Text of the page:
30 September 2014

Venus in Furs (1969)
86 min.
Directed by Jess Franco.
With James Darren, Maria Rohm, Barbara McNair, Klaus Kinski, Dennis Price, Margaret Lee.
It's not hard to like Jess Franco's Venus in Furs.

It's got a cool, jazzy lounge score courtesy of Manfred Mann. There's loads of chemistry between beautiful Rohm and sexy Darren. Throw in Barbara McNair to spice things up even more.

(Oh, and did we mention there's Klaus Kinski lurking about in the shadows? If that ain't enough to put you over the top, we don't know what will.)

The story, too, is interesting enough. Set in Istanbul, jazz musician Jimmy (Darren) admires lovely socialite Wanda (Rohm) from a distance.

But things sour when he sees her get beat up by a trio of rich weirdos.

Later, her lifeless body washes up near Jimmy's beachfront home.

Shocked and traumatized, he flees Istanbul and relocates to Rio. Hoping to start life over, he takes up with new girlfriend Rita (McNair), and tries to push the past from his mind.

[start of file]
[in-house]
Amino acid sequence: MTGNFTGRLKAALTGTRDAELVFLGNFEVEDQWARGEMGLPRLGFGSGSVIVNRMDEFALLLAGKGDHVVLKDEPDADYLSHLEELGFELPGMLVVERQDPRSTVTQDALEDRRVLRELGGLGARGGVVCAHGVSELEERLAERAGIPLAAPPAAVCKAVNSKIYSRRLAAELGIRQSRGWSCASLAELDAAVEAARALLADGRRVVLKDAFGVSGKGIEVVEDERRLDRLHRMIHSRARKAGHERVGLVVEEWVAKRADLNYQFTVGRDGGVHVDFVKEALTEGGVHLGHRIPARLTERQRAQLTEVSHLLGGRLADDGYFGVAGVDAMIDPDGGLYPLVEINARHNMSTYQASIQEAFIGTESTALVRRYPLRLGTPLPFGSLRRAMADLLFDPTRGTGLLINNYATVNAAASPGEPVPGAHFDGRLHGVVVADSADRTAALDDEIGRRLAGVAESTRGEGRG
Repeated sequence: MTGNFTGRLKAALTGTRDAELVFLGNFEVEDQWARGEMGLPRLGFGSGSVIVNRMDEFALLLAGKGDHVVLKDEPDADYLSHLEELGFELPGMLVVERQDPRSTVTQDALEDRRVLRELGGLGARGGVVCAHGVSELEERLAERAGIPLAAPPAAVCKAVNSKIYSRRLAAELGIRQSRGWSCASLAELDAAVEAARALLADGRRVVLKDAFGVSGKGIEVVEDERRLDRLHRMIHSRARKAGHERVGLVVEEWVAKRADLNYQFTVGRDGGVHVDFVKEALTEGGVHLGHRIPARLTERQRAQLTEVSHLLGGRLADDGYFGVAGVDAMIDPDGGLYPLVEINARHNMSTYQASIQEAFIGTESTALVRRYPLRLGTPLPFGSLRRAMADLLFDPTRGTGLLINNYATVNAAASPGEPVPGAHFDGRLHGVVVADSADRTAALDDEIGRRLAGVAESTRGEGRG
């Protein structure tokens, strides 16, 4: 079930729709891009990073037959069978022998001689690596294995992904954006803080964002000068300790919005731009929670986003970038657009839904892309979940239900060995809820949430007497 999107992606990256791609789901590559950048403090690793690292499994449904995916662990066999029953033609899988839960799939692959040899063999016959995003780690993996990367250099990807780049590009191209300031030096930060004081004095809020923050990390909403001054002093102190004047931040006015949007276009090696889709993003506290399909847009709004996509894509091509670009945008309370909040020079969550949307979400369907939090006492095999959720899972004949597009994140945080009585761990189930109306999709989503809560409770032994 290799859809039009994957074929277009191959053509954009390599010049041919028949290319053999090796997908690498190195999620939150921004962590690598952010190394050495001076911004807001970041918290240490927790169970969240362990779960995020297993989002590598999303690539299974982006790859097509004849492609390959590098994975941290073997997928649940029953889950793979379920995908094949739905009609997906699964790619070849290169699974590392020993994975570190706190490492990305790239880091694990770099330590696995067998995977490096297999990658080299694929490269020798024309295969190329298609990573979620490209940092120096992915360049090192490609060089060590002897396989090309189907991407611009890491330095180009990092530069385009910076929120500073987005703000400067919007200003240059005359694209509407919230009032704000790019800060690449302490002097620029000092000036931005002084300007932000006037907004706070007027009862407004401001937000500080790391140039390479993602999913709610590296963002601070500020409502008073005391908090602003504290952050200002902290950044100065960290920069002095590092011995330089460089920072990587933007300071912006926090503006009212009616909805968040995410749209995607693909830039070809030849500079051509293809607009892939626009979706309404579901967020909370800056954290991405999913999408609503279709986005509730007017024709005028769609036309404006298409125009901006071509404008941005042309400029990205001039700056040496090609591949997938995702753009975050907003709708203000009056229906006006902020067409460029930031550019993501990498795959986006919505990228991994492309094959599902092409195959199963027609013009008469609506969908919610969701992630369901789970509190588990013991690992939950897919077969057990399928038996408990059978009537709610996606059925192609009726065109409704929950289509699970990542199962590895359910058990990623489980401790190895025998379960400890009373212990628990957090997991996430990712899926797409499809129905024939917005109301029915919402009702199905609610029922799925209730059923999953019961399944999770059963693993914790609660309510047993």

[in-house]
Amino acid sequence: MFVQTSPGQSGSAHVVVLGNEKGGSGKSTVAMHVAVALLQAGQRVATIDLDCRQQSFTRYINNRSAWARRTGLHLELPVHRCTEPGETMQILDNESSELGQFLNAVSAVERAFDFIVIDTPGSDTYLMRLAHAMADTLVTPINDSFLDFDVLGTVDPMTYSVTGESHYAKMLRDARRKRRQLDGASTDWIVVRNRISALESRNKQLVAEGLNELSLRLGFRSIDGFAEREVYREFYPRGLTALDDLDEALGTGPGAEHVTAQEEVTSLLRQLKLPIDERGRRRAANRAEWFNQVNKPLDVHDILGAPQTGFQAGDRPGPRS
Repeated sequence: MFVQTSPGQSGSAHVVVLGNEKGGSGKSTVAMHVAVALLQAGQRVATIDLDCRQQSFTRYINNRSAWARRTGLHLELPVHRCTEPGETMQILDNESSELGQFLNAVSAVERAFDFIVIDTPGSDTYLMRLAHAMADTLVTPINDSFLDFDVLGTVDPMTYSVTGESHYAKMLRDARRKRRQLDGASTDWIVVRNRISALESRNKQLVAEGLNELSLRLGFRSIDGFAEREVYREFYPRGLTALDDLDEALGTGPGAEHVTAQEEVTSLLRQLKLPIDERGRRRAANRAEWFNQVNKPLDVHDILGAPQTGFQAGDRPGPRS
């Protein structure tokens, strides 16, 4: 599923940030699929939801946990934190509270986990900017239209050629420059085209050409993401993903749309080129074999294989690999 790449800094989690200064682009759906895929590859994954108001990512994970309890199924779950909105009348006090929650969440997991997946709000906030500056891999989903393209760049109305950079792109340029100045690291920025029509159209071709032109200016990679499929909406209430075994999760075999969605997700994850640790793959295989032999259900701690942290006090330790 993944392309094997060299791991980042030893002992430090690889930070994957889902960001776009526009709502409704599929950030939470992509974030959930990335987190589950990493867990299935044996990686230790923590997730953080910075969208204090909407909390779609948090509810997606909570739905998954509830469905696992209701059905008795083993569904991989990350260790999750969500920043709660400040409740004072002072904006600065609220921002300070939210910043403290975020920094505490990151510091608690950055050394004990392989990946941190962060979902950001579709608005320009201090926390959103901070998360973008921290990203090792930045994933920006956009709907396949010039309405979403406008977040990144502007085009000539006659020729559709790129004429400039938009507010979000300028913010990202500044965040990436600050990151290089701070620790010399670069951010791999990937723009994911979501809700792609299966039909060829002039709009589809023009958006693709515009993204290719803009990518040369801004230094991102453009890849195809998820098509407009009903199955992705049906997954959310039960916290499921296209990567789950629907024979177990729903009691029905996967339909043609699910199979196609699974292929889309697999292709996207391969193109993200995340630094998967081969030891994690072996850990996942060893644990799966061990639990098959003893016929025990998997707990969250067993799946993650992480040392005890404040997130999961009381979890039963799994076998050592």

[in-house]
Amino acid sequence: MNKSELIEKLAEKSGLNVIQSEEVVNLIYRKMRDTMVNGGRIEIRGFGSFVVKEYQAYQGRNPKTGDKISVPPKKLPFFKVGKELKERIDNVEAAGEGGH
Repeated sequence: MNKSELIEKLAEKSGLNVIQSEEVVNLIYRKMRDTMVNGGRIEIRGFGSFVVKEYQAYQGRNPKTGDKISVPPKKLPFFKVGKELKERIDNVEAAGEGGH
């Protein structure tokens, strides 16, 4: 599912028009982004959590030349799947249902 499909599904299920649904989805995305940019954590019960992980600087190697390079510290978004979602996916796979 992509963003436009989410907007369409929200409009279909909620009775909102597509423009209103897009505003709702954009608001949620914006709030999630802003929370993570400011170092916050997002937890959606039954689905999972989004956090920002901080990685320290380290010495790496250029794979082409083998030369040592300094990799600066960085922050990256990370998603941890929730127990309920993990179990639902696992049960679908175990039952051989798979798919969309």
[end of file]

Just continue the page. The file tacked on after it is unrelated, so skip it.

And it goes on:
But one day, as he's playing at a gig, in walks a dead ringer for Wanda. Or could this actually be Wanda, somehow come back from the dead?

If so, what does she want?

Venus in Furs is director Franco's answer to Hitchcock's Vertigo. Check out the similarities to Hitch's 1958 classic: when Wanda 're-emerges' at the nightclub in Rio, as well as Jimmy's search for her in a sun-drenched cemetery.

Venus' film noir-style narrative, and its crisp cinematography, perfectly complement the solid performances of Darren and Rohm. And, while the storyline isn't waterproof, it's always a heckuva lotta fun.

One of Franco's best.

Also known as Paroxismus.

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